Wednesday, December 12, 2012

a peak inside....

Over the years I have had many many students who are on the autism spectrum...some love art some don't, some have talent for it and others not. However, the last two years I have had a young man who is Autistic in the more traditional definition of the term (I don't know how to better word it). He is very quiet, has a really hard time communicating with others, he seems very contained in his own head and as a teacher, and I know for his peers, it is very hard to get a sense of who he is as a person. While this student and I have "talked" many times and I have learned how to help him understand and process what I want him to do in the classroom, this lesson was the first time I felt like I was able to see the real him.... and what an amazing young man he is.

 This was his artwork for the illuminated letter lesson that I posted about before. This was the first time he had a really open ended lesson from me but not the first time he had worked in colored pencil in my classroom.

He used no how to draw books, just asked to look at my book of reptiles and if he could use a imaginary animal (yes of course!) ...these are just the wonderfully expressive and charming animals and images he choose to express who he is and what he likes.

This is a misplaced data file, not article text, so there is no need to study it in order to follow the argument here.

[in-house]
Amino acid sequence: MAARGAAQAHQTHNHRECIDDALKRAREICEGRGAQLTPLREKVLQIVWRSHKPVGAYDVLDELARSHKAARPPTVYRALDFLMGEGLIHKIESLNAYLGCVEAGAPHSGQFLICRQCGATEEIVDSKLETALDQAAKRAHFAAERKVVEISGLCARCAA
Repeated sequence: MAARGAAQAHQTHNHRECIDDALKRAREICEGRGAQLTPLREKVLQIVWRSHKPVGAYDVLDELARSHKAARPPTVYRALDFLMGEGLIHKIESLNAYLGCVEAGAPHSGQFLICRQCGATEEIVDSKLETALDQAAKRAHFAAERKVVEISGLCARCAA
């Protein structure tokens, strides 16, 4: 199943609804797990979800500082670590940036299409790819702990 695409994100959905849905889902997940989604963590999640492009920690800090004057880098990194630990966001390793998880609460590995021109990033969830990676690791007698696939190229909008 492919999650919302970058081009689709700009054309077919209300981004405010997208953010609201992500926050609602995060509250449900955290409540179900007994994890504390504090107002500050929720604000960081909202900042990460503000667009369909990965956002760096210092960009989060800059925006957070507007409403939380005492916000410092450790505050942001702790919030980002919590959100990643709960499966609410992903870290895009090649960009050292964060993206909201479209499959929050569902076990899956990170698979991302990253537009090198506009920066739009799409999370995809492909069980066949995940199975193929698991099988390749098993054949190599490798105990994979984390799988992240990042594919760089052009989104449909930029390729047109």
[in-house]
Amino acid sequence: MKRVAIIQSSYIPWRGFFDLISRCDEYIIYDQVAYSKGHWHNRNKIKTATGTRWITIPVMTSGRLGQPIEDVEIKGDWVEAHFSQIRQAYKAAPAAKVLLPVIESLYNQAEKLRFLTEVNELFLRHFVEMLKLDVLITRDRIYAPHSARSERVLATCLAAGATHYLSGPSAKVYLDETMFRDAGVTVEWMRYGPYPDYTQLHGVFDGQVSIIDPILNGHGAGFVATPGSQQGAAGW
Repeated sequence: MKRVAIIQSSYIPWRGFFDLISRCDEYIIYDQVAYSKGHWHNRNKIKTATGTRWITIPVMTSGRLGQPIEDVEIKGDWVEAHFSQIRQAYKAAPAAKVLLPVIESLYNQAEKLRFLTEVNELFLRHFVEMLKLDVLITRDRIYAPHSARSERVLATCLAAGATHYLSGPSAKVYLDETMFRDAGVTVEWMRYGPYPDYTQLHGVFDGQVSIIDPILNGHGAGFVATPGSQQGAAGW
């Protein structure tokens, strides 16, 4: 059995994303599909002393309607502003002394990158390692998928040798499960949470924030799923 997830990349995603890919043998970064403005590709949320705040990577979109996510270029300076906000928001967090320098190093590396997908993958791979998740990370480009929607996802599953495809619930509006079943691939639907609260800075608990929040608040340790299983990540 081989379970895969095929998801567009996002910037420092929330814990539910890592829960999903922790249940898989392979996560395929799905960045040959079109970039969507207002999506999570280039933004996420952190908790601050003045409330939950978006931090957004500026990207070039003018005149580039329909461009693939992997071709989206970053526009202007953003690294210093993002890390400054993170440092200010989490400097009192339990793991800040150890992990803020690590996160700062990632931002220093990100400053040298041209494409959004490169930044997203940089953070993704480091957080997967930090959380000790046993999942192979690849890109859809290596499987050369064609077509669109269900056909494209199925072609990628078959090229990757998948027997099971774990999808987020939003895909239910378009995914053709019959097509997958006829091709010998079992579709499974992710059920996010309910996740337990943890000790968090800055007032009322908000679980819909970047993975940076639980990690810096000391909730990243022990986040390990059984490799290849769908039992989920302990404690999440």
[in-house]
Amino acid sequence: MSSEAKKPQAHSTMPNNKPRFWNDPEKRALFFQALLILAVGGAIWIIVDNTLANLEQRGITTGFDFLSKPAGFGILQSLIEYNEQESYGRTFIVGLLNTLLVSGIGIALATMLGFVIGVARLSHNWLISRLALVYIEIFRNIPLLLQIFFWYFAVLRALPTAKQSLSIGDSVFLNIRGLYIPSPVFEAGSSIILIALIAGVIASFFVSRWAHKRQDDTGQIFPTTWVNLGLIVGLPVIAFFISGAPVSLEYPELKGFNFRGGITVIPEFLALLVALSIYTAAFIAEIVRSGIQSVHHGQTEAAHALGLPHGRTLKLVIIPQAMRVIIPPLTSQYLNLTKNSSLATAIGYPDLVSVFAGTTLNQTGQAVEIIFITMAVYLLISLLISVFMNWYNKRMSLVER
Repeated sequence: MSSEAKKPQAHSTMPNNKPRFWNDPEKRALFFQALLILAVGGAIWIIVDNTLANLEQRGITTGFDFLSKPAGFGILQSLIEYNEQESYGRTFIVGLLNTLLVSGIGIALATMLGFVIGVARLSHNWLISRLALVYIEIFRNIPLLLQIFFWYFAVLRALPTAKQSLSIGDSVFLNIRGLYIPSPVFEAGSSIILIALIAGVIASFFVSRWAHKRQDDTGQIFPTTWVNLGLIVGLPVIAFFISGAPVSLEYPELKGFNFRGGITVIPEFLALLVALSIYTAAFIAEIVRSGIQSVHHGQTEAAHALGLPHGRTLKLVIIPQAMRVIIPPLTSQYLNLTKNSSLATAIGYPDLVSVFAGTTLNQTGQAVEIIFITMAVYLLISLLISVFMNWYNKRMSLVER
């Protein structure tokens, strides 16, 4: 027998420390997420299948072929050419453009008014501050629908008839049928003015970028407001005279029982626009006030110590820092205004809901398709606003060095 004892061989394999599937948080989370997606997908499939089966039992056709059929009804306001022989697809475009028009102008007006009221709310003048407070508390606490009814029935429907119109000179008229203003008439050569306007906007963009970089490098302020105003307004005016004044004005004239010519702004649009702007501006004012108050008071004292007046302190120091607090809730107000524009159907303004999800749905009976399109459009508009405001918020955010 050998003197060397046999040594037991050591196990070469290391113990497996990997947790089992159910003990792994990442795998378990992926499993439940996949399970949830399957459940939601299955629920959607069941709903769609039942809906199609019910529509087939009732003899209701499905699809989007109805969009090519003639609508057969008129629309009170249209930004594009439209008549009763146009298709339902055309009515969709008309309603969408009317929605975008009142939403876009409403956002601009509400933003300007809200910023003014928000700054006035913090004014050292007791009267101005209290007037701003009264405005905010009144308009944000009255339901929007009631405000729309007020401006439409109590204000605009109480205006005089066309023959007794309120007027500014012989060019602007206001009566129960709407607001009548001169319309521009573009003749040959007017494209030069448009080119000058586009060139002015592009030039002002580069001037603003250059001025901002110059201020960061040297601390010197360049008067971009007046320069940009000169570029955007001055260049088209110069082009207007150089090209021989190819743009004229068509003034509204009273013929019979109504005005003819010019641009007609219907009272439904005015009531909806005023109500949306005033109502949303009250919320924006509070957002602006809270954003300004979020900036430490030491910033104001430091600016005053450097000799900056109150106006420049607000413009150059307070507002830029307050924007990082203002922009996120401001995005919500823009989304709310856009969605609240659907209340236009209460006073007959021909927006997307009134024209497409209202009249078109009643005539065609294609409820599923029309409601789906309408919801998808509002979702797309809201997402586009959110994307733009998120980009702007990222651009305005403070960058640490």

I have this in a frame in the office so the reflection off the glass is making the photos a bit odd looking but I feel like you can see the personality in his creatures and the attention to detail he used

I was hoping to talk with his parents at conferences but it didn't work out....I know he likes to draw at home but these are so awesome  I think he would be a great book illustrator (and maybe author!) when he get's older.
I really look forward to to seeing what else he makes this year and I am going to make a big effort to adapt my lessons for him so that he has more time to work on them and can show his own style.
At the end of the lesson I was praising him for what an amazing job he did and I don't know if it made him uncomfortable, or if he has a hard time showing happiness, but he said, "ok, good" and kept his very clam serious look he always has. I hope inside he was smiling and knowing what a amazing young man he is.

Thursday, December 6, 2012

glazing green-wear? please help

I'm making cupcake stands with my 6/7th grade class... it has been a slow, less than ideal lesson that will need major work before I do it again. It has taken us so long to build them that I am really crunched for time on firing the green-wear and then glaze firing before winter break and there is no way I am letting this lesson drag on after the break.
I have always been told NOT to apply glaze to green-wear and fire it for several reasons that I fully  understand but I basically have no choice this time.

So my question is: have you ever glazed green-wear and then successfully fired it (low fire) any suggestions or tips that you can pass along to me so I don't turn this blah clay lesson into an epic disaster of a firing?

p.s. we do use ducan this case we will be using the sprinkle series and I always have the kids add a layer of clear coat